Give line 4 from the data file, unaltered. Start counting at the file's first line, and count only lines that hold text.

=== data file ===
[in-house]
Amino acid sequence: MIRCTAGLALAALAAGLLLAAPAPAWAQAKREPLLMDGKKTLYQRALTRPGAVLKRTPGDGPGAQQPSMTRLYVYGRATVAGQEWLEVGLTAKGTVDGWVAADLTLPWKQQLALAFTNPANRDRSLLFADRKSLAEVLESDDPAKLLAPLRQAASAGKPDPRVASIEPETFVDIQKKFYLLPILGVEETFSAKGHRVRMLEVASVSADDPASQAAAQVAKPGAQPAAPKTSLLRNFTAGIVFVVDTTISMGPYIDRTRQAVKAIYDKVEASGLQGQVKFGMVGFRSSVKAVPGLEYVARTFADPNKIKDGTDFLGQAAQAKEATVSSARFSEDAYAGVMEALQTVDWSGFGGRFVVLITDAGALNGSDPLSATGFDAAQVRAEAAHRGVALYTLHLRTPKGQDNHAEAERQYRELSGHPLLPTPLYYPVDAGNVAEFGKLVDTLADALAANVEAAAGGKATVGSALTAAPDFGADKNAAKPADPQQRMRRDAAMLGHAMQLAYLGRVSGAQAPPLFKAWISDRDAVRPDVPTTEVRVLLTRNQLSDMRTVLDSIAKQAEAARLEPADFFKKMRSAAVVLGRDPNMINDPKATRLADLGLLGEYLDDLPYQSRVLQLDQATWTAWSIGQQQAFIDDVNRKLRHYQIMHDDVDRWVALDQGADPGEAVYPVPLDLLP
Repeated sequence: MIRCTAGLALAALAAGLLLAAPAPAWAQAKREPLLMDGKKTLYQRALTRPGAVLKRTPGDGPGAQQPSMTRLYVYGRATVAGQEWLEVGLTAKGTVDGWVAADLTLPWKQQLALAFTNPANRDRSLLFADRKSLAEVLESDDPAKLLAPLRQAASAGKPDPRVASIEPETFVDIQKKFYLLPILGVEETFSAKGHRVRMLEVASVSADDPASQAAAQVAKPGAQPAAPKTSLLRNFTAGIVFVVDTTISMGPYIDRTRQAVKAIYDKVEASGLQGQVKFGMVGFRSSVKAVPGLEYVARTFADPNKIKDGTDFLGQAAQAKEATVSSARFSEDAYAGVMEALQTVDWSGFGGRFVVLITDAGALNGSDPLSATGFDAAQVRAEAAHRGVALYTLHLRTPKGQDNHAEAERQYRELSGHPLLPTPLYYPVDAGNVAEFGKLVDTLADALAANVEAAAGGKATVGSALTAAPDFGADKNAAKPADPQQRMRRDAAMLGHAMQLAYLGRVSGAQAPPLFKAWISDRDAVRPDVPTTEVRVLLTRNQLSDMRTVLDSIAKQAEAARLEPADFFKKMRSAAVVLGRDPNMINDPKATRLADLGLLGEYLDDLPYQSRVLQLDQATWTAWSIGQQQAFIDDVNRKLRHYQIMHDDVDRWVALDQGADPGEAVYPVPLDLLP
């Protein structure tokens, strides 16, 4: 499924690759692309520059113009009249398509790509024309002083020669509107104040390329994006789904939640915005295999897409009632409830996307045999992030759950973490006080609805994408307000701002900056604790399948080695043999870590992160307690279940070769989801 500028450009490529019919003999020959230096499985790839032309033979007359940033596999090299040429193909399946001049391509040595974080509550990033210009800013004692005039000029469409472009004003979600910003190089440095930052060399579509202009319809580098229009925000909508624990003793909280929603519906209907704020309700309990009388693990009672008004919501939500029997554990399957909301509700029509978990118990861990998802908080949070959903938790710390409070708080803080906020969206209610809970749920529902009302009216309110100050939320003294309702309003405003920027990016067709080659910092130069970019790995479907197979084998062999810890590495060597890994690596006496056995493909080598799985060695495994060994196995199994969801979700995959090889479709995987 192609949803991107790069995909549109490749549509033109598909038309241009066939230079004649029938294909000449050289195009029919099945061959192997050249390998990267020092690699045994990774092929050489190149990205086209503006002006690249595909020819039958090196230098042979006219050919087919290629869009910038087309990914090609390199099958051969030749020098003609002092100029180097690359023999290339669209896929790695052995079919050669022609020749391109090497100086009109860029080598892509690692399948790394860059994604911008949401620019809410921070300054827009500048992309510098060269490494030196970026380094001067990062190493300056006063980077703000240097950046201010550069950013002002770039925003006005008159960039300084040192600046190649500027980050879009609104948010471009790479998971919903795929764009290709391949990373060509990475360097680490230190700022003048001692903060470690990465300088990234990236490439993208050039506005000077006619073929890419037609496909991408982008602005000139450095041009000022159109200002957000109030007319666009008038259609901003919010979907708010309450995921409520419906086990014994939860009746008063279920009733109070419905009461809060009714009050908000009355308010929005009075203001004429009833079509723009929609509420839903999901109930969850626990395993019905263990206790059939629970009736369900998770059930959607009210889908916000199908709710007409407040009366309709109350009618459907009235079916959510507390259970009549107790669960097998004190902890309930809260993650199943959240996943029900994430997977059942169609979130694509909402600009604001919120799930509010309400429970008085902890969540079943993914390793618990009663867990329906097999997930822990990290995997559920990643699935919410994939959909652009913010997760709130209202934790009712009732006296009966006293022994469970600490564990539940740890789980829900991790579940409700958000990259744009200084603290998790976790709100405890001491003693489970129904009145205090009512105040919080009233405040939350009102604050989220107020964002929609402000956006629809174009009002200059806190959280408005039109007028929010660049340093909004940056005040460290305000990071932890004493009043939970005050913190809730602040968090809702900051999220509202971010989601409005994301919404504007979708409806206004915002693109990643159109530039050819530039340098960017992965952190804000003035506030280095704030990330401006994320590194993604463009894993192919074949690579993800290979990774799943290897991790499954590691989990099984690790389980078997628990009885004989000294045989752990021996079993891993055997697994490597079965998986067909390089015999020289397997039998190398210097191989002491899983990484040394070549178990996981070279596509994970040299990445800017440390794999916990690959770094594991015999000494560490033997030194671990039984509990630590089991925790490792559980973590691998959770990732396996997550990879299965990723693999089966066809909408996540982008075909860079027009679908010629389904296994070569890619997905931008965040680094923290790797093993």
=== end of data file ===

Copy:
């Protein structure tokens, strides 16, 4: 499924690759692309520059113009009249398509790509024309002083020669509107104040390329994006789904939640915005295999897409009632409830996307045999992030759950973490006080609805994408307000701002900056604790399948080695043999870590992160307690279940070769989801 500028450009490529019919003999020959230096499985790839032309033979007359940033596999090299040429193909399946001049391509040595974080509550990033210009800013004692005039000029469409472009004003979600910003190089440095930052060399579509202009319809580098229009925000909508624990003793909280929603519906209907704020309700309990009388693990009672008004919501939500029997554990399957909301509700029509978990118990861990998802908080949070959903938790710390409070708080803080906020969206209610809970749920529902009302009216309110100050939320003294309702309003405003920027990016067709080659910092130069970019790995479907197979084998062999810890590495060597890994690596006496056995493909080598799985060695495994060994196995199994969801979700995959090889479709995987 192609949803991107790069995909549109490749549509033109598909038309241009066939230079004649029938294909000449050289195009029919099945061959192997050249390998990267020092690699045994990774092929050489190149990205086209503006002006690249595909020819039958090196230098042979006219050919087919290629869009910038087309990914090609390199099958051969030749020098003609002092100029180097690359023999290339669209896929790695052995079919050669022609020749391109090497100086009109860029080598892509690692399948790394860059994604911008949401620019809410921070300054827009500048992309510098060269490494030196970026380094001067990062190493300056006063980077703000240097950046201010550069950013002002770039925003006005008159960039300084040192600046190649500027980050879009609104948010471009790479998971919903795929764009290709391949990373060509990475360097680490230190700022003048001692903060470690990465300088990234990236490439993208050039506005000077006619073929890419037609496909991408982008602005000139450095041009000022159109200002957000109030007319666009008038259609901003919010979907708010309450995921409520419906086990014994939860009746008063279920009733109070419905009461809060009714009050908000009355308010929005009075203001004429009833079509723009929609509420839903999901109930969850626990395993019905263990206790059939629970009736369900998770059930959607009210889908916000199908709710007409407040009366309709109350009618459907009235079916959510507390259970009549107790669960097998004190902890309930809260993650199943959240996943029900994430997977059942169609979130694509909402600009604001919120799930509010309400429970008085902890969540079943993914390793618990009663867990329906097999997930822990990290995997559920990643699935919410994939959909652009913010997760709130209202934790009712009732006296009966006293022994469970600490564990539940740890789980829900991790579940409700958000990259744009200084603290998790976790709100405890001491003693489970129904009145205090009512105040919080009233405040939350009102604050989220107020964002929609402000956006629809174009009002200059806190959280408005039109007028929010660049340093909004940056005040460290305000990071932890004493009043939970005050913190809730602040968090809702900051999220509202971010989601409005994301919404504007979708409806206004915002693109990643159109530039050819530039340098960017992965952190804000003035506030280095704030990330401006994320590194993604463009894993192919074949690579993800290979990774799943290897991790499954590691989990099984690790389980078997628990009885004989000294045989752990021996079993891993055997697994490597079965998986067909390089015999020289397997039998190398210097191989002491899983990484040394070549178990996981070279596509994970040299990445800017440390794999916990690959770094594991015999000494560490033997030194671990039984509990630590089991925790490792559980973590691998959770990732396996997550990879299965990723693999089966066809909408996540982008075909860079027009679908010629389904296994070569890619997905931008965040680094923290790797093993």